A recently declassified government history of secrecy and American military launch operations reveals that when Gambit was first being discussed in the senior levels of the US government, presidential science advisory George Kistiakowsky expressed his concern about the military’s ability to operate a covert program. The Air Force conducted top secret research and operations, but “covert” was a different category entirely. It meant that even the existence of the program was kept secret. The Air Force did not have existing rules, regulations and procedures that allowed this.
Air Force Under Secretary Joseph Charyk strongly argued that Gambit should be developed by the Air Force. He stated that he could prove that the Air Force could develop a covert satellite. In the summer of 1960 Charyk and Colonel John L. Martin, Jr. invented a new security strategy called “Raincoat” that, like a flasher’s overcoat, would be used to shield the naughty bits from unwanted exposure—in this case, covert development of a new reconnaissance satellite.
Charyk and Martin suggested that all military space programs, including those that were purely scientific, would be classified. The idea, according to a government historian, was akin to the saying that “at night all cats are gray.” No publicity would be released on any Air Force space programs, even if they were unclassified. Whereas previously journalists or outsiders (or spies) could look around the military space program for the project that stood out because of its classification, now all projects were shielded with a blanket level of secrecy, making it much harder to find the highly classified programs.
|Charyk and Martin suggested that all military space programs, including those that were purely scientific, would be classified. The idea, according to a government historian, was akin to the saying that “at night all cats are gray.”|
Charyk gained the support of Arthur Sylvester, the Assistant Secretary of Defense for Public Information, and soon afterwards the Department of Defense issued DoD Directive 5200.13, which forbid any publicity release on Air Force space projects. The new reconnaissance program was now covered in a massive blanket of secrecy that also encompassed everything from military communications satellites to scientific research.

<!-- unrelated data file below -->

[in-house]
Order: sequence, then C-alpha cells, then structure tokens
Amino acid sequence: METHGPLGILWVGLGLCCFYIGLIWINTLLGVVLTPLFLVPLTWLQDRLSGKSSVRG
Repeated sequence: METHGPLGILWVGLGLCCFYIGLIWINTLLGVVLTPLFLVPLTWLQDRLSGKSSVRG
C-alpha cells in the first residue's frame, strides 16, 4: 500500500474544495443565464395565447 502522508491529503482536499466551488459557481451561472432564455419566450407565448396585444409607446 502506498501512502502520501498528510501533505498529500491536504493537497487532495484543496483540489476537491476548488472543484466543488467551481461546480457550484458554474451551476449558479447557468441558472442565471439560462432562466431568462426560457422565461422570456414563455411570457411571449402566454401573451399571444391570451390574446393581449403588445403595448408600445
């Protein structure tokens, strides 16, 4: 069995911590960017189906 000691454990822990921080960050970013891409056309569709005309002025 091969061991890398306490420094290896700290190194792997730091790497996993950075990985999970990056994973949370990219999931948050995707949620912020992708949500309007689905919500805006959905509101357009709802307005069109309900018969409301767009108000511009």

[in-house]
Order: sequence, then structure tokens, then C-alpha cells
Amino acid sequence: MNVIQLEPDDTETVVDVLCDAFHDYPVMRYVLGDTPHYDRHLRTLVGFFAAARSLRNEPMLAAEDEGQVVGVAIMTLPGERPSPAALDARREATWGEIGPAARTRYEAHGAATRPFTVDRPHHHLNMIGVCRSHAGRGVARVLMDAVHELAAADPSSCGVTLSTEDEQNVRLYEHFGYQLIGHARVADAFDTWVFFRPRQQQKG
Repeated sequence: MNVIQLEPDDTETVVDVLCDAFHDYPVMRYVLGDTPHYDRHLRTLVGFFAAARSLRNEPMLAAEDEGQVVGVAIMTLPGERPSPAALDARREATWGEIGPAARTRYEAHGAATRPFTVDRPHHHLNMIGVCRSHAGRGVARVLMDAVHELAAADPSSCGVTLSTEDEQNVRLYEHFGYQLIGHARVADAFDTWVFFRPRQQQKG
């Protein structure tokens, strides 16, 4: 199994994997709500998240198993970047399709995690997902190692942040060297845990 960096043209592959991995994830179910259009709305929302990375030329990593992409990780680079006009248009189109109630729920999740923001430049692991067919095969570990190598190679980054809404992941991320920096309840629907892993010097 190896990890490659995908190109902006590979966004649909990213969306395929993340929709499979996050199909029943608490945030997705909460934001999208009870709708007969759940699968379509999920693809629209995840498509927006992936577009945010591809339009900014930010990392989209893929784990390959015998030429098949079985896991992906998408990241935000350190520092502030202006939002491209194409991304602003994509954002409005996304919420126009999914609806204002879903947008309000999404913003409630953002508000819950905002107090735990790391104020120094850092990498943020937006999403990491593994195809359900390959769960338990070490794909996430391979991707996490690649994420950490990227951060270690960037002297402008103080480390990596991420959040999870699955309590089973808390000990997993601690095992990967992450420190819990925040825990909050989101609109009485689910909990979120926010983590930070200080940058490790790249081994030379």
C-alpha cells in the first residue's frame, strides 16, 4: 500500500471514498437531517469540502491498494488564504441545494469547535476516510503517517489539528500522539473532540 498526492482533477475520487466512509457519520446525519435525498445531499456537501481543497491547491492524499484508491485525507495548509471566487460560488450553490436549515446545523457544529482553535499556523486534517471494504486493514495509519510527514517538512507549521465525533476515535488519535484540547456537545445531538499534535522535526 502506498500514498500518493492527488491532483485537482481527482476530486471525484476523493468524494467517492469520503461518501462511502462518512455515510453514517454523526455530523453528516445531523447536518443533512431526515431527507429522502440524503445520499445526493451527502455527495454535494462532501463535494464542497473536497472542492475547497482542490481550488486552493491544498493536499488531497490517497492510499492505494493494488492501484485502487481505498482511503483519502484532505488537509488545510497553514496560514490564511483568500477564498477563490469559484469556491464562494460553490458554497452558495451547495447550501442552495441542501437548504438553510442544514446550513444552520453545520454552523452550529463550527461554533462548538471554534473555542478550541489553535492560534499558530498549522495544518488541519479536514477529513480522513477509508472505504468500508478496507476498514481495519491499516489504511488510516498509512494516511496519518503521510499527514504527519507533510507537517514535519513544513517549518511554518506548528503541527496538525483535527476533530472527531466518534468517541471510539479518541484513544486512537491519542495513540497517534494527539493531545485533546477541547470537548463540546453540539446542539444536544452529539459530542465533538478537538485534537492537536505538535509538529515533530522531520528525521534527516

The details of the effectiveness of this secrecy program remain unclear due to continued classification, but it is possible to examine how Gambit was covered in the press. Quite simply, it wasn’t. Information on several other reconnaissance satellite projects at the time did leak to the press, usually in the pages of Aviation Week magazine. The stories often contained inaccuracies, but senior leaders in the military and intelligence space programs probably noticed that these programs had leaked, whereas Gambit did not, and concluded that the secrecy program was successful.
Of course, once the rockets started launching Gambit satellites into their highly suggestive polar orbits, it was possible for observers—and the Soviet Union’s military—to speculate that the satellites carried reconnaissance cameras. Other launches to different orbits were also suggestive as well, and amateur satellite sleuths could determine the general category of payload by the launch vehicle, time of launch, and orbit. However, by classifying the entire military space program, the Department of Defense had reduced the leaking of operational and programmatic details of the reconnaissance effort, making it much harder to determine anything about the launches other than their basic mission. Indeed, the true nature of the Gambit spacecraft remained unknown to outside observers for decades. Of course, it would be a mistake to conflate what is reported in the press with what the KGB was able to determine through espionage, telemetry interception, or other means, but clearly the secrecy served as an impediment to understanding the project.
The problem was that issuing a blanket classification of all military space programs had a cost. It was harder for people to work on them because of the requirement for security clearances and the financial costs associated with obtaining them. How much more money was spent on the military space program because of security restrictions imposed to protect only a few programs? We will never know. Furthermore, in an environment where everything is classified, including projects that clearly do not require it, these policies produce a certain amount of contempt toward secrecy among those involved in the programs. Information still leaked, although usually only from the edges and not the highly-classified core projects.
At some point the military loosened the restrictions a bit and allowed public releases of information on unclassified military space programs. The classification of launches lasted much longer, but by the 1980s the Air Force apparently created numerous exemptions for launch operations. For instance, Navstar GPS satellite launches apparently had a blanket exemption from the secrecy directive. However, when a pair of Air Force communications satellites were launched from Space Shuttle Atlantis on mission STS-51J in October 1985, the mission was classified and details were not declassified until the 1990s.